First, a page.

He is one of several who believe the protests may continue for much longer.

“It has to get worse before it gets better… I think it could become a modern day Tiananmen Square.

“China didn’t care as much at that time about the view of the international community, but now they do.

“The protesters aren’t backing down, the government isn’t backing down – where is it going to end?

“The streets are quieter nowadays. At night, no one goes out because you don’t know who you’re going to meet.”

I never could have imagined Hong Kong turning out like this.

Hazel Ip

Ip moved to Ireland in 2015 and said the current protests are something she has “never seen before”.

“I don’t think this is a well-known issue in Ireland,” she said. “I see it on the news now, but the reason is not always explained.”

Ip was involved in a Hong Kong solidarity protest outside the GPO in June attended by around 20 or 30 people. 

“Hong Kong people are known to be forgetful when it comes to political issues [but] it is very important to Hong Kong people now to keep this going,” she said, describing how the protesters saw the opportunity as “something more important than just the bill itself”. 

She described the incident on 21 July as a “turning point”. On that day, a crowd of men in white shirts attacked anti-government protesters in a metro station in Yuen Long.

Demonstrators accused police of not acting quickly enough, or at all, to prevent the incident. Police officers admitted afterwards that there were gaps in their response to the events. 

“People started to get involved [in the protests after that] because of the police violence,” Ip said. 

“Police are supposed to protect people, but they are not doing that because they disagree with the protesters.”

Hong Kong Protests Protesters at Hong Kong International airport on 12 August. Source: Kin Cheung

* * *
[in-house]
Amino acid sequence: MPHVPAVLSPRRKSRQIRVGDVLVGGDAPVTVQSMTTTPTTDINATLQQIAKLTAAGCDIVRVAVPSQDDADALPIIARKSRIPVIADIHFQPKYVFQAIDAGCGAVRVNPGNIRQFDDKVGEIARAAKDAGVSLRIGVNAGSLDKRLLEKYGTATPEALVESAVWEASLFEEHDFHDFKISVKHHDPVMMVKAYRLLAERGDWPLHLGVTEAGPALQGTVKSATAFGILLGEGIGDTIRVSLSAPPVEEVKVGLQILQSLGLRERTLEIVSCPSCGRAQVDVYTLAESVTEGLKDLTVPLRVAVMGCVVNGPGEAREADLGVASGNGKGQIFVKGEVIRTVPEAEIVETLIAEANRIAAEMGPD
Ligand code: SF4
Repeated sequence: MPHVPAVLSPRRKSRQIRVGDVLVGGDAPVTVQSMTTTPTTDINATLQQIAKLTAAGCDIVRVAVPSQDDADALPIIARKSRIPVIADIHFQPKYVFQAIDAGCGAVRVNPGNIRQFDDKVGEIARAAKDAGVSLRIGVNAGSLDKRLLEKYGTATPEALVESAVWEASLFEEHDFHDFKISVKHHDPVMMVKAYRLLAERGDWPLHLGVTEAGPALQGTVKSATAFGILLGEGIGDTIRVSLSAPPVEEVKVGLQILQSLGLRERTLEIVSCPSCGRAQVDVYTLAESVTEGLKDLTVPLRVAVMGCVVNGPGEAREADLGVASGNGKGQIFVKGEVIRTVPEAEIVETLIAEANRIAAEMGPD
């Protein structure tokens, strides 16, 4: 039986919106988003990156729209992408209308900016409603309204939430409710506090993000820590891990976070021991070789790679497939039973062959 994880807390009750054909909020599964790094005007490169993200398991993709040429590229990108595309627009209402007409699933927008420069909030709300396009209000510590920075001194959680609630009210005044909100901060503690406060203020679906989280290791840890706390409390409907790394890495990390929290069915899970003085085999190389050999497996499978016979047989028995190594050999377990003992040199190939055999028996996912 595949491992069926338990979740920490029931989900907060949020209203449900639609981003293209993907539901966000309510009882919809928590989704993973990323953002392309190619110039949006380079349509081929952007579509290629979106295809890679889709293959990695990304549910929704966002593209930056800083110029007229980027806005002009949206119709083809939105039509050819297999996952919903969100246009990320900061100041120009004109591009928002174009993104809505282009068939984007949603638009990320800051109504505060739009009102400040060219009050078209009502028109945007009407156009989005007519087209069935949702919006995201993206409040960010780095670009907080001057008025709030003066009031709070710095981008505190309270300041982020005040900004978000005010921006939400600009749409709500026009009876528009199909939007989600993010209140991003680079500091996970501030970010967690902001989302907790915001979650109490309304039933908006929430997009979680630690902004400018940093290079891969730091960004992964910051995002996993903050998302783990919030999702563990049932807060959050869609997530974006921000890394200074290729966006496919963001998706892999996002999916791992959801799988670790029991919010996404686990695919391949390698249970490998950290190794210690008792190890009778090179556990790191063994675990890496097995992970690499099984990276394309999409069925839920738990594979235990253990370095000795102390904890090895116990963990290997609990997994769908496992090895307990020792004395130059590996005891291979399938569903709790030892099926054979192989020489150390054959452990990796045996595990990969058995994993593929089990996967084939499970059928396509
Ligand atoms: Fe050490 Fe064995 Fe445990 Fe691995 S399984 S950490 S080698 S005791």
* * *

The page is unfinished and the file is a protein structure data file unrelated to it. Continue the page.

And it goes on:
Adrian Lok

Lok has been living in Ireland for the past 10 years. He is supportive of the protests and hopes the extradition bill is fully withdrawn. 

This bill would allow accused criminal suspects in HK to be extradited to mainland China, Taiwan and Macau. Protesters fear this could be used to extradite HK citizens who speak out against China and bring them to the mainland for punishment.  

“It seems like the government is trying to make the public think it is total chaos,” said Lok. 

“China is a lot different now to the 1989 Tiananmen Square incident, they have a lot more to lose in terms of global trade.”

The Tiananmen Square protests in 1989 were demonstrations led by students in Beijing which led to military involvement and a large number of people being killed.

Details of this incident have been limited and the Communist Party of China does not allow the event to be discussed. Several people told TheJournal.ie they feared these protests could escalate to the same level.

“The protesters are coming in from all spectrums. I don’t think it is all young people anymore,” he said. 

“After 2014, people were more open to the idea that if you are fighting for something, there will be violence. They tried the fully peaceful protests and they didn’t work.”

Lok was involved in protests in Ireland at the time of the 2014 Umbrella Revolution, but he has not engaged with the recent GPO sit-ins.